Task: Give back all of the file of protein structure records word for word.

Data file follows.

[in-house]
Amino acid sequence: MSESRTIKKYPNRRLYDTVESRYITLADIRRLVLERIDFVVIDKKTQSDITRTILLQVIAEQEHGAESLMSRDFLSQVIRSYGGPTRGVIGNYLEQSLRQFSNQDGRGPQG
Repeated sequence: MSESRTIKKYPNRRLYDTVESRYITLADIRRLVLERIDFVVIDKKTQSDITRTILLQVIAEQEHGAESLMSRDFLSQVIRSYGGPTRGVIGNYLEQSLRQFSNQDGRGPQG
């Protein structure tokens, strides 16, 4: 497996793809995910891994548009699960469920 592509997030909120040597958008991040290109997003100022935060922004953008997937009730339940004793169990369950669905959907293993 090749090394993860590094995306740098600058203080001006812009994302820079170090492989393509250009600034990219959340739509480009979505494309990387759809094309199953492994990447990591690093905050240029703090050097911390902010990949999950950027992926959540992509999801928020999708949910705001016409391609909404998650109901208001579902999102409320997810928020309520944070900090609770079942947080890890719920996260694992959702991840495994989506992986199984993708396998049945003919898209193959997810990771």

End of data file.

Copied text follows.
[in-house]
Amino acid sequence: MSESRTIKKYPNRRLYDTVESRYITLADIRRLVLERIDFVVIDKKTQSDITRTILLQVIAEQEHGAESLMSRDFLSQVIRSYGGPTRGVIGNYLEQSLRQFSNQDGRGPQG
Repeated sequence: MSESRTIKKYPNRRLYDTVESRYITLADIRRLVLERIDFVVIDKKTQSDITRTILLQVIAEQEHGAESLMSRDFLSQVIRSYGGPTRGVIGNYLEQSLRQFSNQDGRGPQG
């Protein structure tokens, strides 16, 4: 497996793809995910891994548009699960469920 592509997030909120040597958008991040290109997003100022935060922004953008997937009730339940004793169990369950669905959907293993 090749090394993860590094995306740098600058203080001006812009994302820079170090492989393509250009600034990219959340739509480009979505494309990387759809094309199953492994990447990591690093905050240029703090050097911390902010990949999950950027992926959540992509999801928020999708949910705001016409391609909404998650109901208001579902999102409320997810928020309520944070900090609770079942947080890890719920996260694992959702991840495994989506992986199984993708396998049945003919898209193959997810990771």